Braves' early lead evaporates in Philly
Atlanta relievers allow five home runs, 12 unanswered runs
PHILADELPHIA -- Publicly, Braves general manager Frank Wren hasn't conceded anything yet. But while attempting to determine the pulse of his team this weekend, he certainly would have been justified to deem all postseason hopes to be dead.
Continuing to prove capable of providing a tease, the Braves began this weekend with a win and concluded it by squandering sizeable leads in consecutive losses. Their latest setback came at Citizens Bank Park on Sunday, when they wasted a five-run lead and suffered a 12-10 loss to the Phillies.
"We keep finding ways to lose," said Braves first baseman Mark Teixeira, who reached safely in each of his four plate appearances on Sunday. "It's just very frustrating, because it seems like whenever we're not pitching, we're hitting and when we're not hitting, we're pitching. That's been the story of the year."
With losses in the final two games of this series, the Braves still are looking for their first winning road trip of the season. With Thursday's Trade Deadline looming, this isn't a time when they can at least take solace in the fact that they split this six-game road trip that pitted them against the Marlins and Phillies.
Nor was it a time when they could even enjoy the fact that they totaled 27 runs this weekend. They surrendered far too many and because of that they headed back to Atlanta 7 1/2 games back in the National League East standings. When the trip began, they faced a 6 1/2-game deficit.
"It was a tough road trip," said Mark Kotsay, whose first-inning RBI double off Joe Blanton gave the Braves a 2-0 lead on Sunday. "We could have easily gone 5-1 and we go 3-3. That's the game of baseball. Your offense shows up and the part of the team that has been strong all year fails."
All season long, Wren has been pleasantly surprised that his pitching staff has overcome numerous significant injuries and statistically encountered plenty of success. But this weekend proved to be much different.
The only question was whether it was more demoralizing for the Braves to squander Saturday's six-run, fourth-inning lead or the five-run, fourth-inning advantage that they had on Sunday.
"I think today's game was more hurtful than [Saturday's]," said Chipper Jones, who missed the series with a strained left hamstring that could force him to the disabled list as early as Monday.
When the Braves begin a four-game series against the Cardinals on Monday, they'll likely send Charlie Morton to the mound. Instead of making his scheduled start on Monday, Jo-Jo Reyes was forced to enter Sunday's game after a one-hour, 57-minute rain delay forced Jorge Campillo to exit after holding the Phillies scoreless for 1 2/3 innings.
Although he issued a four-pitch, bases-loaded walk to Adam Eaton to load the bases in the second, Reyes didn't incur any damage until the fourth, when he surrendered a two-run Chris Coste homer and a game-tying three-run shot by Shane Victorino, who further damaged the Braves during a sixth-inning collision that left Brian McCann with a headache and mild concussion that could put him on the bench with Jones this week.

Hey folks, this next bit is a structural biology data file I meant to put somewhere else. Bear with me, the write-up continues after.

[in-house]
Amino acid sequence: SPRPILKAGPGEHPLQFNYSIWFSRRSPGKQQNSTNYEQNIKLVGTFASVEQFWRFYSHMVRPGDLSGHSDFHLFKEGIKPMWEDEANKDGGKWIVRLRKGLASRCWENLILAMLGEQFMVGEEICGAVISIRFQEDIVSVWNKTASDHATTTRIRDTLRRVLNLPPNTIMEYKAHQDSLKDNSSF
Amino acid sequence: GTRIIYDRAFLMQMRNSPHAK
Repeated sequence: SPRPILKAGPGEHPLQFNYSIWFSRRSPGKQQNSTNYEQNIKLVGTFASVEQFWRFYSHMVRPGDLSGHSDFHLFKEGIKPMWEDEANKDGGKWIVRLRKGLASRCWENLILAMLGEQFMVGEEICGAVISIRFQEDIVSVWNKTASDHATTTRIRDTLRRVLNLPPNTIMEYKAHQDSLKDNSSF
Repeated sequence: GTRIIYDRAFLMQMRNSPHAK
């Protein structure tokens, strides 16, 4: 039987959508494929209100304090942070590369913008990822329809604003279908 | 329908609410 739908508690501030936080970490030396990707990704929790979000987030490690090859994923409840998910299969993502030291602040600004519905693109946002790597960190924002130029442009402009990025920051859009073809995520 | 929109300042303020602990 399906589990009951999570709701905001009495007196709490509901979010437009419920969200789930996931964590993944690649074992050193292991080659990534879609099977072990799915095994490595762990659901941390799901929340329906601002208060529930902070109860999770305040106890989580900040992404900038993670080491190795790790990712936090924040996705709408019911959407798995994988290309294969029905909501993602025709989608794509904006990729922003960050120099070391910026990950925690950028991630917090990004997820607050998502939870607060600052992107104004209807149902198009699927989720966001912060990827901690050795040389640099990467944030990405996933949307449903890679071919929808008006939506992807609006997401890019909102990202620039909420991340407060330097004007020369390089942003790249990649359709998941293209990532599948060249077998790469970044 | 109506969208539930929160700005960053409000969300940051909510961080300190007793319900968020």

"I just have to put it all together," said Reyes, who has posted an 8.73 ERA and allowed 34 hits with 16 walks in the 22 2/3 innings he's totaled in his past six appearances (five starts).
After the Phillies battered Reyes, Pat Burrell greeted Julian Tavarez with a fifth-inning solo homer that gave them a lead they wouldn't relinquish. Down, 5-0, entering the fourth, they scored 12 consecutive runs before the Braves attempted a comeback during a five-run eighth that was highlighted by Martin Prado's pinch-hit three-run double.
"In this ballpark, you're not going to hold [the Phillies down forever]," said Braves manager Bobby Cox, whose team is 2-10 against the Phillies this year. "They didn't hold us down. We came back. But they got the wins the past two days."
Long before Prado's double, Royce Ring and Blaine Boyer were punished during a five-run sixth that proved painful to the Braves from both a mental and physical perspective. Victorino scored that inning's final run with a clean collision that caused McCann to briefly lose consciousness.
"It was clean," Cox said. "There was nothing dirty about it. [Victorino] had no choice."
Such can not be said of Wren, who has plenty of choices to make before Thursday's Trade Deadline. Obviously, many are wondering where Teixeira might land and others are thinking that lefty reliever Will Ohman could potentially prove to be a key addition to a contending team's bullpen.
But Wren hasn't waved the white flag on this season yet, and even with the demoralizing losses they experienced these past two days, the Braves players are still holding out hope with the understanding that time might have already run out.
"As a general manager, manager or player, you never lose hope and you never give up," Kotsay said.
Mark Bowman is a reporter for MLB.com. This story was not subject to the approval of Major League Baseball or its clubs.